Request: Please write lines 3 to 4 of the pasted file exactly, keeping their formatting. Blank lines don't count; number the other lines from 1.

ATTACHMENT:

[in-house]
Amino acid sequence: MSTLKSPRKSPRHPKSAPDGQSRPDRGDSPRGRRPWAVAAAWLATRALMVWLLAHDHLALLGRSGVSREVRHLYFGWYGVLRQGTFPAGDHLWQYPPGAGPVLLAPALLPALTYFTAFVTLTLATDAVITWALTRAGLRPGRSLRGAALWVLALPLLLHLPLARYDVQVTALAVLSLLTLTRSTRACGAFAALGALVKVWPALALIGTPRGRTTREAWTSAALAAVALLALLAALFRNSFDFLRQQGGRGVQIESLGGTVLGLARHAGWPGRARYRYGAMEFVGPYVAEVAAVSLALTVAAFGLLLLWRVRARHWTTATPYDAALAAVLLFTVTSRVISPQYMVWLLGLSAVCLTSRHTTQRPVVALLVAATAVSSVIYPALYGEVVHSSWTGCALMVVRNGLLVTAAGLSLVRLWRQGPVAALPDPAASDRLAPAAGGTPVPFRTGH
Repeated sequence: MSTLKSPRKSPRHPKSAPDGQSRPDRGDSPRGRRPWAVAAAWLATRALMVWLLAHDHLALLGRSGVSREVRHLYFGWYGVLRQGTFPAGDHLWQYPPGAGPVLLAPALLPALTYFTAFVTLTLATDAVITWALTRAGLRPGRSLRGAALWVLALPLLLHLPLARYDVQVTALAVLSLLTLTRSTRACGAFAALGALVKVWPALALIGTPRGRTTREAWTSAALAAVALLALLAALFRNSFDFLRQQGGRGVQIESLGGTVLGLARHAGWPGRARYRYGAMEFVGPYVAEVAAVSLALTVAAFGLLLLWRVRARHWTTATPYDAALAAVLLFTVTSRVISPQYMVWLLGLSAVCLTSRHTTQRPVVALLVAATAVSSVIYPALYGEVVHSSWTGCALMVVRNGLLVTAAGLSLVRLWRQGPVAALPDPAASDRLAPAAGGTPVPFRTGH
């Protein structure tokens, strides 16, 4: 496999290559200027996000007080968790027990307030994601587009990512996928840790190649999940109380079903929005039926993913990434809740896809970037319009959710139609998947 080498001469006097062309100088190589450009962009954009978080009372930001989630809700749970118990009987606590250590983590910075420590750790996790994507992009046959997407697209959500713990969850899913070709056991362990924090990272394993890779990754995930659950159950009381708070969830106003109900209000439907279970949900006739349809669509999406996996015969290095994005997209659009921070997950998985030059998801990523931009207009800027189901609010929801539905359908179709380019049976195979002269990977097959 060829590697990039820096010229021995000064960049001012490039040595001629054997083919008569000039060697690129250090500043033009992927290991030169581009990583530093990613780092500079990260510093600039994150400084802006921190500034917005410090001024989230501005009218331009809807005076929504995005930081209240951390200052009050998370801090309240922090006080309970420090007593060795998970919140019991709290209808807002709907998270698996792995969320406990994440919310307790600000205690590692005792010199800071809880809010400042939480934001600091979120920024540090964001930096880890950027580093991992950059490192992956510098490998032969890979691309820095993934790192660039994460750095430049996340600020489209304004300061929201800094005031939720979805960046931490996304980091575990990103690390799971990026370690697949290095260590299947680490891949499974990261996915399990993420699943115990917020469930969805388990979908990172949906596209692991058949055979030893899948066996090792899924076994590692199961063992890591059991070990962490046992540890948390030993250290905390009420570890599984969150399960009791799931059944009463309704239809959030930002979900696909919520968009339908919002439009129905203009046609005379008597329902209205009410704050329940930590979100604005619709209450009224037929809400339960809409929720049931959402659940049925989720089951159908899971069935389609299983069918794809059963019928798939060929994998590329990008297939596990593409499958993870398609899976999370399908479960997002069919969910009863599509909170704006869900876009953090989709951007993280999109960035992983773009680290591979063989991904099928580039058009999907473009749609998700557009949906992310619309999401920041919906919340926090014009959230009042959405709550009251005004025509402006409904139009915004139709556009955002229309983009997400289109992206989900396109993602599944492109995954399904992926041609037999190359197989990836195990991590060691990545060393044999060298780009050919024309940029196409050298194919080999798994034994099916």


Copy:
Repeated sequence: MSTLKSPRKSPRHPKSAPDGQSRPDRGDSPRGRRPWAVAAAWLATRALMVWLLAHDHLALLGRSGVSREVRHLYFGWYGVLRQGTFPAGDHLWQYPPGAGPVLLAPALLPALTYFTAFVTLTLATDAVITWALTRAGLRPGRSLRGAALWVLALPLLLHLPLARYDVQVTALAVLSLLTLTRSTRACGAFAALGALVKVWPALALIGTPRGRTTREAWTSAALAAVALLALLAALFRNSFDFLRQQGGRGVQIESLGGTVLGLARHAGWPGRARYRYGAMEFVGPYVAEVAAVSLALTVAAFGLLLLWRVRARHWTTATPYDAALAAVLLFTVTSRVISPQYMVWLLGLSAVCLTSRHTTQRPVVALLVAATAVSSVIYPALYGEVVHSSWTGCALMVVRNGLLVTAAGLSLVRLWRQGPVAALPDPAASDRLAPAAGGTPVPFRTGH
């Protein structure tokens, strides 16, 4: 496999290559200027996000007080968790027990307030994601587009990512996928840790190649999940109380079903929005039926993913990434809740896809970037319009959710139609998947 080498001469006097062309100088190589450009962009954009978080009372930001989630809700749970118990009987606590250590983590910075420590750790996790994507992009046959997407697209959500713990969850899913070709056991362990924090990272394993890779990754995930659950159950009381708070969830106003109900209000439907279970949900006739349809669509999406996996015969290095994005997209659009921070997950998985030059998801990523931009207009800027189901609010929801539905359908179709380019049976195979002269990977097959 060829590697990039820096010229021995000064960049001012490039040595001629054997083919008569000039060697690129250090500043033009992927290991030169581009990583530093990613780092500079990260510093600039994150400084802006921190500034917005410090001024989230501005009218331009809807005076929504995005930081209240951390200052009050998370801090309240922090006080309970420090007593060795998970919140019991709290209808807002709907998270698996792995969320406990994440919310307790600000205690590692005792010199800071809880809010400042939480934001600091979120920024540090964001930096880890950027580093991992950059490192992956510098490998032969890979691309820095993934790192660039994460750095430049996340600020489209304004300061929201800094005031939720979805960046931490996304980091575990990103690390799971990026370690697949290095260590299947680490891949499974990261996915399990993420699943115990917020469930969805388990979908990172949906596209692991058949055979030893899948066996090792899924076994590692199961063992890591059991070990962490046992540890948390030993250290905390009420570890599984969150399960009791799931059944009463309704239809959030930002979900696909919520968009339908919002439009129905203009046609005379008597329902209205009410704050329940930590979100604005619709209450009224037929809400339960809409929720049931959402659940049925989720089951159908899971069935389609299983069918794809059963019928798939060929994998590329990008297939596990593409499958993870398609899976999370399908479960997002069919969910009863599509909170704006869900876009953090989709951007993280999109960035992983773009680290591979063989991904099928580039058009999907473009749609998700557009949906992310619309999401920041919906919340926090014009959230009042959405709550009251005004025509402006409904139009915004139709556009955002229309983009997400289109992206989900396109993602599944492109995954399904992926041609037999190359197989990836195990991590060691990545060393044999060298780009050919024309940029196409050298194919080999798994034994099916």